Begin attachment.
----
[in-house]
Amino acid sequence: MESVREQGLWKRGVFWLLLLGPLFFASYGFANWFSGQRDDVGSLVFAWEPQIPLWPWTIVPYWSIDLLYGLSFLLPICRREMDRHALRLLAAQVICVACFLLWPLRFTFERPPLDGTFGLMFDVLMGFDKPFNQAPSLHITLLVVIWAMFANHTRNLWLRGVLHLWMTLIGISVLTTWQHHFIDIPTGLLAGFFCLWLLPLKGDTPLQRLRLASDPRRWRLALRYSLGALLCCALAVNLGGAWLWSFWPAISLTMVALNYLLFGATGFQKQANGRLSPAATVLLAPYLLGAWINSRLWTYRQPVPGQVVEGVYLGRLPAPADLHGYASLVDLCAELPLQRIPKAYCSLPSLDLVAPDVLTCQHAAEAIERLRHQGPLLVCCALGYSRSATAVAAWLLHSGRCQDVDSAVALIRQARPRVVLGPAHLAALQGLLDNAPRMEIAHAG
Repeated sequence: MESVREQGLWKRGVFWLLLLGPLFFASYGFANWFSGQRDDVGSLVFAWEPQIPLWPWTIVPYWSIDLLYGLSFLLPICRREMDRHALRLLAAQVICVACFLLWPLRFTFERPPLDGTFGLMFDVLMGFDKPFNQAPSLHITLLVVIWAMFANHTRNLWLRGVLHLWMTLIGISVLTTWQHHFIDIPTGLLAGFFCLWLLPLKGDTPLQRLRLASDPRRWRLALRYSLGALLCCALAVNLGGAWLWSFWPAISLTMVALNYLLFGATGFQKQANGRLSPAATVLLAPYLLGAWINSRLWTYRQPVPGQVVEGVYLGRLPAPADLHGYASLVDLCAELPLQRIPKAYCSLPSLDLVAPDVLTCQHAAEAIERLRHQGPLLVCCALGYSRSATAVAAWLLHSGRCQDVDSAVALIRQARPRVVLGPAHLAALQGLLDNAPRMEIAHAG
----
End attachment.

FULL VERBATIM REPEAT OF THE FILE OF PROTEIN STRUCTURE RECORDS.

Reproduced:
[in-house]
Amino acid sequence: MESVREQGLWKRGVFWLLLLGPLFFASYGFANWFSGQRDDVGSLVFAWEPQIPLWPWTIVPYWSIDLLYGLSFLLPICRREMDRHALRLLAAQVICVACFLLWPLRFTFERPPLDGTFGLMFDVLMGFDKPFNQAPSLHITLLVVIWAMFANHTRNLWLRGVLHLWMTLIGISVLTTWQHHFIDIPTGLLAGFFCLWLLPLKGDTPLQRLRLASDPRRWRLALRYSLGALLCCALAVNLGGAWLWSFWPAISLTMVALNYLLFGATGFQKQANGRLSPAATVLLAPYLLGAWINSRLWTYRQPVPGQVVEGVYLGRLPAPADLHGYASLVDLCAELPLQRIPKAYCSLPSLDLVAPDVLTCQHAAEAIERLRHQGPLLVCCALGYSRSATAVAAWLLHSGRCQDVDSAVALIRQARPRVVLGPAHLAALQGLLDNAPRMEIAHAG
Repeated sequence: MESVREQGLWKRGVFWLLLLGPLFFASYGFANWFSGQRDDVGSLVFAWEPQIPLWPWTIVPYWSIDLLYGLSFLLPICRREMDRHALRLLAAQVICVACFLLWPLRFTFERPPLDGTFGLMFDVLMGFDKPFNQAPSLHITLLVVIWAMFANHTRNLWLRGVLHLWMTLIGISVLTTWQHHFIDIPTGLLAGFFCLWLLPLKGDTPLQRLRLASDPRRWRLALRYSLGALLCCALAVNLGGAWLWSFWPAISLTMVALNYLLFGATGFQKQANGRLSPAATVLLAPYLLGAWINSRLWTYRQPVPGQVVEGVYLGRLPAPADLHGYASLVDLCAELPLQRIPKAYCSLPSLDLVAPDVLTCQHAAEAIERLRHQGPLLVCCALGYSRSATAVAAWLLHSGRCQDVDSAVALIRQARPRVVLGPAHLAALQGLLDNAPRMEIAHAG